Posted on July 5, 2018
The Legal Oscars: Sensational Lawyer videos you need to see
In the TV series, Better Call Saul, the partners at Davis & Main tell lawyer Jimmy McGill (soon to be Saul Goodman, of Breaking Bad fame) about the genesis of their first law firm video. The video was the subject of many conversations among partners at the law firm.
Jimmy’s assistant (Omar): They worked really hard to get that just right.
Jimmy McGill: To get what just right?
Legal assistant (Omar): The swirl. They wanted it kind of nebulous, but not too nebulous. Then there was the issue of the speed, there were a lot of meetings about that.
Jimmy McGill: I bet
To mark the launch of LawGeex’s own explainer video (everything you need to know about LawGeex in 120 seconds), we present the Legal Oscars, across three categories. This is in consultation with Jason Bland, the Co-Founder of Custom Legal Marketing.
1. Best LegalTech video
Adobe Sign In this eSignature ad, a fictional basketball player is about to sign a billion dollar contract with fictional professional basketball team the Cincinnati Sabers. The team’s executives and lawyers meet Miller and company in a conference room as Miller waits for them to provide a seemingly endless array of signatures before it’s his turn to sign. While he’s waiting, he receives, and accepts, an offer from an opposing team. The ad then asks: “How’s your customer experience? We can help.” Advertising industry bible, Ad Week says the ad is “about as entertaining as a spot for an eSignature platform gets”.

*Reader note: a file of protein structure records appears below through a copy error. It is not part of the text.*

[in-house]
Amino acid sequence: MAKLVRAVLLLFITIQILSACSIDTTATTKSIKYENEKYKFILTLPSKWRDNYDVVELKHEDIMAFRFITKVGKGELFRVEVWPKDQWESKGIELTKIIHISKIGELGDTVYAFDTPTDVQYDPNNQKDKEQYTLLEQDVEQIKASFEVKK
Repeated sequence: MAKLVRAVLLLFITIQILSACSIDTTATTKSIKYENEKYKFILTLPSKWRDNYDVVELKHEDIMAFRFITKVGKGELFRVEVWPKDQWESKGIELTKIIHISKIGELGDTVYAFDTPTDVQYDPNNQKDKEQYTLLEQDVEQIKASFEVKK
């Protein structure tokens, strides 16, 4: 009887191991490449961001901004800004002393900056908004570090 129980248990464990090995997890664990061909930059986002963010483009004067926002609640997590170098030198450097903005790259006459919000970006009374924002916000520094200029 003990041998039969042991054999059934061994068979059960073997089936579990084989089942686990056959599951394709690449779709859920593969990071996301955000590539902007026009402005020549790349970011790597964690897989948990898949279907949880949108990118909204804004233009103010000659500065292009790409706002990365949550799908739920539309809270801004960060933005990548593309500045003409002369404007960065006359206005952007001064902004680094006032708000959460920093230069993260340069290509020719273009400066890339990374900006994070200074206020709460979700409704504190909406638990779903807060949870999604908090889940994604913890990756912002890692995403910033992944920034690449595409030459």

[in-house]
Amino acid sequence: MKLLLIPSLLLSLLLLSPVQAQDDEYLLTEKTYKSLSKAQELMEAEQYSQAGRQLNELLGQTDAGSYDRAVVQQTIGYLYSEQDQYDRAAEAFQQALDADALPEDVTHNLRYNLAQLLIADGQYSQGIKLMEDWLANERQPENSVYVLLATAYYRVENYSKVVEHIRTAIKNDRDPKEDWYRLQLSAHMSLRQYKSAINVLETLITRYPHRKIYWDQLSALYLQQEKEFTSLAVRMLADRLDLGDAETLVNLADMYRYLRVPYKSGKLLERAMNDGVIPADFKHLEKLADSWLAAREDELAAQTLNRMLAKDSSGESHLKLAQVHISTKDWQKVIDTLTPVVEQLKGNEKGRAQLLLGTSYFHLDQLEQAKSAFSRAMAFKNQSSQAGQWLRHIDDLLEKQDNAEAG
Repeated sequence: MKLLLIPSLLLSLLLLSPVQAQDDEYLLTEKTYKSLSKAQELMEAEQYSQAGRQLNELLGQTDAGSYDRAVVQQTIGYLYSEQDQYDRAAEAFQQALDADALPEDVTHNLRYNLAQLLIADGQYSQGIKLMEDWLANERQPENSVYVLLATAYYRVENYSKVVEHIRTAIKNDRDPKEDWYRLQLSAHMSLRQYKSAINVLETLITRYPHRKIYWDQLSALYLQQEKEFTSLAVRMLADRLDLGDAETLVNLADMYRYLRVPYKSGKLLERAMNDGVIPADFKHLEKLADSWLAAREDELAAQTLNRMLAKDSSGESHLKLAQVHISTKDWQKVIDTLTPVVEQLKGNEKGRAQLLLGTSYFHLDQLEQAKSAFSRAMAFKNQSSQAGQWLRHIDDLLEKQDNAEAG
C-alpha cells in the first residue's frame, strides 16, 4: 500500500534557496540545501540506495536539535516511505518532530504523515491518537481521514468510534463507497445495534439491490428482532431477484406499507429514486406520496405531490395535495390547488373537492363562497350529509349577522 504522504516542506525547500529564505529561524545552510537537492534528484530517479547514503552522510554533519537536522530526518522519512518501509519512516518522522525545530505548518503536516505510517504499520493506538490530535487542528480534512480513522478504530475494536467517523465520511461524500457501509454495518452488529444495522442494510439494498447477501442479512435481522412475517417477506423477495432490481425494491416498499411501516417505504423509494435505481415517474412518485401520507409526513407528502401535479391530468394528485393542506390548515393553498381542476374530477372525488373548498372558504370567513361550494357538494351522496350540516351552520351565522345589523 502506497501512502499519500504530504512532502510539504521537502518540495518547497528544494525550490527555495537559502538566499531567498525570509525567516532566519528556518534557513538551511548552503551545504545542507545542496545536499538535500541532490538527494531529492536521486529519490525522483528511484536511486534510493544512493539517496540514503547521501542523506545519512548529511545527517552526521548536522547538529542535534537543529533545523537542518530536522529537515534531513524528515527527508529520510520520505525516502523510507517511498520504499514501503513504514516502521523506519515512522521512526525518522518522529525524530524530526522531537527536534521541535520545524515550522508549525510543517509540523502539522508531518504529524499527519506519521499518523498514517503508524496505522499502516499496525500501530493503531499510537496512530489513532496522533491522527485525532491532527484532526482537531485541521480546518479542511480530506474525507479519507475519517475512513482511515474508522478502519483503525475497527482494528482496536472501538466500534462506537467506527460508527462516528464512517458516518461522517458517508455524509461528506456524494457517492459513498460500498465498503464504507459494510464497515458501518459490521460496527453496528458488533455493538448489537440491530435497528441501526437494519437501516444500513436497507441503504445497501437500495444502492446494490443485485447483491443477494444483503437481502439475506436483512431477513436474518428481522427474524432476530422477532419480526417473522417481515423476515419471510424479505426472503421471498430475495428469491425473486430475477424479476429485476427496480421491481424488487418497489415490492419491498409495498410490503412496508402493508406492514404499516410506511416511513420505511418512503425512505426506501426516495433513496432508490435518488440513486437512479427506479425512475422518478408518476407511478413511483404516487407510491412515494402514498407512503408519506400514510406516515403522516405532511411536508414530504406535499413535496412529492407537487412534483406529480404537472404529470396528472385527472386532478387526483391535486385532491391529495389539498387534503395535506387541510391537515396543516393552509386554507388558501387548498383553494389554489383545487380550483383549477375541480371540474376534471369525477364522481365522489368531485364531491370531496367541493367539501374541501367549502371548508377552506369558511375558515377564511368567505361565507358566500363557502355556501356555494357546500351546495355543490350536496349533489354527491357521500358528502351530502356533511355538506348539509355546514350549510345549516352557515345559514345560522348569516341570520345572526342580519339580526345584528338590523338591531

Runner-Up: Chicago Kent College Of Law
From Chicago Kent College of Law, legal tech also features prominently in TED-style talks on the future of the profession. Topics include Blockchain Innovation in Law and Corporate Governance (Professor Wulf Kaal). In another talk, Kristen Sonday, Co-founder of Paladin, talks about leveraging technology for pro bono work.
2. Best In-House Legal Video
Don’t Say Velcro
The in-house legal team at Velcro really wants you to stop using their brand name. So much so that they created a music video, showing they are fed up with people misusing the brand’s name (to refer to shoes and wallets that use generic fastening technology). In “Don’t Say Velcro,” the singing legal team pleads with the public to stop using the name of their product and instead call it “hook and loop.” The company then released a sequel YouTube video titled “Thank You For Your Feedback — Don’t Say Velcro.” Speaking to Corporate Counsel, Alexandra DeNeve, Velcro’s senior counsel, trademarks, said in-house counsel at other companies have reached out to Velcro to use its video in presentations and training.
Runner-Up: GE Appliances
If there was an award for “Best use of legal wording in a prime-time slot from in-house lawyers” this ad shown during a recent Emmy’s would win. It includes the disclaimer: “Do not attempt to do this. Unless you’re an idiot.”
Runner-Up: Telstra Legal Department: Change is hard. But Telstra’s in-house legal team had some fun doing a video showing how they saved 40,000 hours a year by avoiding unnecessary meetings. Lines include: “I couldn’t stop. I couldn’t imagine not accepting every meeting invite I was sent.”
Law firm category
Jason Bland, Co-Founder of Custom Legal Marketing, says: “I always like videos that tell a story. Hiring a lawyer is an intimidating experience for some people and the law firms that put their story out there are more likely to make a connection.” He selects:
- The Hale Law Firm Elder Law specialists – this is a tale of a war veteran father struggling to get help with Alzheimer’s treatment (tagline: Compassionate Counsel When You Need It most)
- Steinberg Law Firm: The type of Law I want to practice
Bonus: The Worst of all Time?
In one of the most notorious lawyer advert videos, Slate summed it up: “This Is Either the Best or Worst Lawyer Commercial Ever Made”
The video from a rapper-turned-criminal defense lawyer, Daniel Muessig features a montage of (fictional) local criminals, all of whom thank Dan for representing them. At one point he turns to the camera and says: “Trust me, I may have a law degree, but I think like a criminal.”
Check out the LawGeex explainer video below